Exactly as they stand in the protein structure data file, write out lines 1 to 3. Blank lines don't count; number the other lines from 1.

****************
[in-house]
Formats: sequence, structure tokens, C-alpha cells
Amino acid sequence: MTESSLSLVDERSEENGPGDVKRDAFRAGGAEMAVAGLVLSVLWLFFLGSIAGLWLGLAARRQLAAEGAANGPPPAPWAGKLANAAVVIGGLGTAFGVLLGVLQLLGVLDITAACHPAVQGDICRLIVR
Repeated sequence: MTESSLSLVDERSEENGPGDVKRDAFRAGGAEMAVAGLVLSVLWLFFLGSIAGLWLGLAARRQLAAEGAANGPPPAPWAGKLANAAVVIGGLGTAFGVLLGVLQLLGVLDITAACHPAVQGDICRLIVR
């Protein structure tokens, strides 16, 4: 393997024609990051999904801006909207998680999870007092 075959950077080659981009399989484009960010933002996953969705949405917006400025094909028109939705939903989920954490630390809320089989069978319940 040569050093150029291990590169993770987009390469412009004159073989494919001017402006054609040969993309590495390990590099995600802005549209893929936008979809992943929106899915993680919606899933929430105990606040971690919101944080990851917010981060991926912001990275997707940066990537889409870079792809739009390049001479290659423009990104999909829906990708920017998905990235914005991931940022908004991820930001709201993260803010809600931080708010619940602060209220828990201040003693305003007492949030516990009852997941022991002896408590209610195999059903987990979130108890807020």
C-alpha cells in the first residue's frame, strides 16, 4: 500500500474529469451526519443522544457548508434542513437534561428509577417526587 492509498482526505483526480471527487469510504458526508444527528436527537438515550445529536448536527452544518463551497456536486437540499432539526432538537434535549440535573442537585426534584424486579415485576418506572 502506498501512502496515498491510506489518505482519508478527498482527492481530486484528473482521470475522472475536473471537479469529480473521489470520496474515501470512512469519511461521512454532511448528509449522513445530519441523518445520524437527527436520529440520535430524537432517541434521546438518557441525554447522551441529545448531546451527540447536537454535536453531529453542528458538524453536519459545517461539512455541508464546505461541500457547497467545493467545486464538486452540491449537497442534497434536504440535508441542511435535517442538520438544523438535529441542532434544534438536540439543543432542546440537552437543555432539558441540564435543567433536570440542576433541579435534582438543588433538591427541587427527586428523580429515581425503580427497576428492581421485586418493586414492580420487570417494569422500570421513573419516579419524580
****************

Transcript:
[in-house]
Formats: sequence, structure tokens, C-alpha cells
Amino acid sequence: MTESSLSLVDERSEENGPGDVKRDAFRAGGAEMAVAGLVLSVLWLFFLGSIAGLWLGLAARRQLAAEGAANGPPPAPWAGKLANAAVVIGGLGTAFGVLLGVLQLLGVLDITAACHPAVQGDICRLIVR